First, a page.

Fine. If that's their position, then why not just come right out and admit the affair? The answer is that most Americans DO care, whether they're willing to admit it or not. Liberal Americans probably care less about such things than conservative Americans, but the knowledge will undoubtedly inform and affect the American public's evaluation of the political figure, and therefore the public has a right to know -- particularly if it plays a role in the formulation of public policy.
What political relevance does Kagan's personal sexual orientation have on her politics? What political relevance does Graham's?
If it's really "no big deal," then why not simply come right out and ask them? If they say that their orientations have no effect whatsoever on their formulation of public policy, then Americans can only be further informed if those who might have evidence otherwise are encouraged to step forward and air it.
For example, Gheen seems to believe that Graham is being blackmailed by someone with knowledge of his homosexuality to support immigration amnesty. Does he have evidence of this, or is it merely Gheen's belief that a homosexual is likely to be more sympathetic to liberal initiatives in general, and the liberal initiative of granting mass amnesty in particular? I'd certainly like to know.
Similarly, is Kagan's alleged homosexuality likely to prompt her to read "rights" into the Constitution -- say the right to homosexual marriage -- that most Americans believe aren't there?
In a democracy, isn't open debate about all of this far more helpful in selecting those who will formulate public policy than it is hurtful? Indeed, isn't it essential?
And what about heterosexuals? Will their public policy formulations reflect their own personal value systems in a way that homosexuals might find abhorrent? Will a Christian's? Would a Congressional body vetting a Statist heterosexual Christian have the right to ask them if they've ever engaged in an extra-marital affair?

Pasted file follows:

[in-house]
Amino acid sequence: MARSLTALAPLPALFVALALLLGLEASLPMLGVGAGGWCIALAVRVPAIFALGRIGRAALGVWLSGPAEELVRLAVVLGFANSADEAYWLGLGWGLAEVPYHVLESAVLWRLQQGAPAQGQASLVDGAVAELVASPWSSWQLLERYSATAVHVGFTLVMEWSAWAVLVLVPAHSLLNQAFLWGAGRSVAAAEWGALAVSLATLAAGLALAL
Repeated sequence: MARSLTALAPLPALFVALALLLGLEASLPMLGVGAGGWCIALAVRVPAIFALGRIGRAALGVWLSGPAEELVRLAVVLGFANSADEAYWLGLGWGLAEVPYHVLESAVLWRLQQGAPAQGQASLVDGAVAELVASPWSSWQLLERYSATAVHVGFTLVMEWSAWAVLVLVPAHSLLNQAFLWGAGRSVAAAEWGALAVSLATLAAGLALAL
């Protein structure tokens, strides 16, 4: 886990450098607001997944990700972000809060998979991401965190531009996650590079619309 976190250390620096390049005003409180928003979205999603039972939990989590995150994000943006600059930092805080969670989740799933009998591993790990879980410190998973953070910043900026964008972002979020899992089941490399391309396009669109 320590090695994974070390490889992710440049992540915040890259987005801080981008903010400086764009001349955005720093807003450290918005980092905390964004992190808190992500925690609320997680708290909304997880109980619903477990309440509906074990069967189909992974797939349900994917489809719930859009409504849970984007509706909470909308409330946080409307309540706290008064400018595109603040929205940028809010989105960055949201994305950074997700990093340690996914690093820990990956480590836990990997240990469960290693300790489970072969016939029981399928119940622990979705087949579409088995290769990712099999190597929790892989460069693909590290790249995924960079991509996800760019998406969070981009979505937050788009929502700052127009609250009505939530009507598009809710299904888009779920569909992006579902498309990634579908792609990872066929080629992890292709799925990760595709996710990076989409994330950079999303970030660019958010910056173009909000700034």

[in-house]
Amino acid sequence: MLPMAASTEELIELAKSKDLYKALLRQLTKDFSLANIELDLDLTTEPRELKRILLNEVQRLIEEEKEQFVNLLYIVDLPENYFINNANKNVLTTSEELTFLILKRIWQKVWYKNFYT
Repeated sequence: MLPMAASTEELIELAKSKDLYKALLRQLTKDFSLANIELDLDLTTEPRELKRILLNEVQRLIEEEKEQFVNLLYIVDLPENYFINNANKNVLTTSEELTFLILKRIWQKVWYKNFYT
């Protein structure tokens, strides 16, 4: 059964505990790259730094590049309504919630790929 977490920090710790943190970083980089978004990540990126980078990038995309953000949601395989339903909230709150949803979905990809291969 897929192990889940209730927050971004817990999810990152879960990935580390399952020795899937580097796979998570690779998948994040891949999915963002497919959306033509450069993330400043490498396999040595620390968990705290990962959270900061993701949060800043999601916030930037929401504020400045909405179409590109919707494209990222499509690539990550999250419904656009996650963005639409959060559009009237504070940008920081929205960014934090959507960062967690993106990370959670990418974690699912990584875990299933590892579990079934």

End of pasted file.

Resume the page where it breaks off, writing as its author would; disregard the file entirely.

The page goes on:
Absolutely, and here's why: So long as Statists insist on "rigging the game" and using the State for purposes of social engineering, all bets are off, and any non-libertarian politician or public figure's personal life is relevant to how they might try to socially engineer society and public policy, and in which direction.
Personally, I advocate keeping government to a minimum, and allowing the marketplace of religions and ideas to reign, unencumbered by intrusive and inherently coercive Big Government. Therefore, I support school vouchers redeemable at private schools (whether religious or "progressive") over forcing all students seeking a free education into the failing and ideologically-driven public school system, for example. But those non-libertarian Statists whose politics inherently seek to use policy to coerce, manipulate or engineer a society into adopting, accepting or pursuing their personal agendas and goals by means of federal laws, government institutions, and government sticks and carrots deserve to have every essence of their being and character scrutinized before attaining public office, from their "personal" religions straight through to their "personal" sexual orientations.
Why? Because they want government to do their bidding, and their personal lives are therefore relevant to what, exactly, that bidding will be.
Left-liberals will no doubt say this will lead to McCarthyism, but that's exactly the kind of environment they invite by attempting to use "secular" Big Government to bash, coerce, manipulate, intimidate and badger society into adopting their world view.
Left-liberals whose politics inherently use government to "hound" can hardly complain when they themselves get hounded, now can they?